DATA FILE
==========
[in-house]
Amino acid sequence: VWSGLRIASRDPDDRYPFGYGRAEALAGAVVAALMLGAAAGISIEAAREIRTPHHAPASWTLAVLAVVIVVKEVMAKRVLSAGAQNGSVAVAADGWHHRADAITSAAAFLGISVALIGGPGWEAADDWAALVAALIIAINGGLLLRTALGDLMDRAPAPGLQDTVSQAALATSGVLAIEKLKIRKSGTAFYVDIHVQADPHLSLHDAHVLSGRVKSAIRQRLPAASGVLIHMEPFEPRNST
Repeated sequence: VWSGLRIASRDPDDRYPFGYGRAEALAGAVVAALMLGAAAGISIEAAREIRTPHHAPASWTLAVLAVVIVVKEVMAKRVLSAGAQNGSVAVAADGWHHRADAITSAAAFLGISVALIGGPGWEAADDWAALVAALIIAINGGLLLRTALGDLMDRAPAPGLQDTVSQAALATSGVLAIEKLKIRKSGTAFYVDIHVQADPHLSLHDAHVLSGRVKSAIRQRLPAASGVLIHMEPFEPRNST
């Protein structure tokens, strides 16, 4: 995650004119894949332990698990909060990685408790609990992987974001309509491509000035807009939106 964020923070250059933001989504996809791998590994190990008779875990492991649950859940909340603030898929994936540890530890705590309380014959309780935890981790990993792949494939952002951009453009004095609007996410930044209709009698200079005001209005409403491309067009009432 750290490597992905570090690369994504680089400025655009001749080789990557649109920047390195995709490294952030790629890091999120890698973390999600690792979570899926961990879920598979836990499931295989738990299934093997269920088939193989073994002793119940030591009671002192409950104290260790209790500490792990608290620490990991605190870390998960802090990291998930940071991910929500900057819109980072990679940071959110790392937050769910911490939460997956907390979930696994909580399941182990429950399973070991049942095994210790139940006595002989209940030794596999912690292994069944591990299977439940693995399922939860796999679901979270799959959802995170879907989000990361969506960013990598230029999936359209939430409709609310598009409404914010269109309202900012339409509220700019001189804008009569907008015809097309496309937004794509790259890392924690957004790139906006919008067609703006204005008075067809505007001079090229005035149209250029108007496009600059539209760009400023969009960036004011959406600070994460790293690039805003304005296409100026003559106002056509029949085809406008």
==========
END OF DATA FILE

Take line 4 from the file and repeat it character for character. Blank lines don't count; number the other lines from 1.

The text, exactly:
């Protein structure tokens, strides 16, 4: 995650004119894949332990698990909060990685408790609990992987974001309509491509000035807009939106 964020923070250059933001989504996809791998590994190990008779875990492991649950859940909340603030898929994936540890530890705590309380014959309780935890981790990993792949494939952002951009453009004095609007996410930044209709009698200079005001209005409403491309067009009432 750290490597992905570090690369994504680089400025655009001749080789990557649109920047390195995709490294952030790629890091999120890698973390999600690792979570899926961990879920598979836990499931295989738990299934093997269920088939193989073994002793119940030591009671002192409950104290260790209790500490792990608290620490990991605190870390998960802090990291998930940071991910929500900057819109980072990679940071959110790392937050769910911490939460997956907390979930696994909580399941182990429950399973070991049942095994210790139940006595002989209940030794596999912690292994069944591990299977439940693995399922939860796999679901979270799959959802995170879907989000990361969506960013990598230029999936359209939430409709609310598009409404914010269109309202900012339409509220700019001189804008009569907008015809097309496309937004794509790259890392924690957004790139906006919008067609703006204005008075067809505007001079090229005035149209250029108007496009600059539209760009400023969009960036004011959406600070994460790293690039805003304005296409100026003559106002056509029949085809406008």